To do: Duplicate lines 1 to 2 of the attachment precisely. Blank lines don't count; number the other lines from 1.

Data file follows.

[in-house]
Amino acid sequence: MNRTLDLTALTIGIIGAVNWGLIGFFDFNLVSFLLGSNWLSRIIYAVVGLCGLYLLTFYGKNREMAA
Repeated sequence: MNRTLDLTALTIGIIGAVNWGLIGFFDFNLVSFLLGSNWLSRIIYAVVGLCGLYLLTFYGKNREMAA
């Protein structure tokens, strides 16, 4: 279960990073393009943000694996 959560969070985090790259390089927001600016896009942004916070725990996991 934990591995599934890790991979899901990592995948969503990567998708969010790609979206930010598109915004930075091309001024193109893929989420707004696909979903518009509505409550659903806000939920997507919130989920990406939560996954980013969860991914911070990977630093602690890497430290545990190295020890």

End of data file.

[in-house]
Amino acid sequence: MNRTLDLTALTIGIIGAVNWGLIGFFDFNLVSFLLGSNWLSRIIYAVVGLCGLYLLTFYGKNREMAA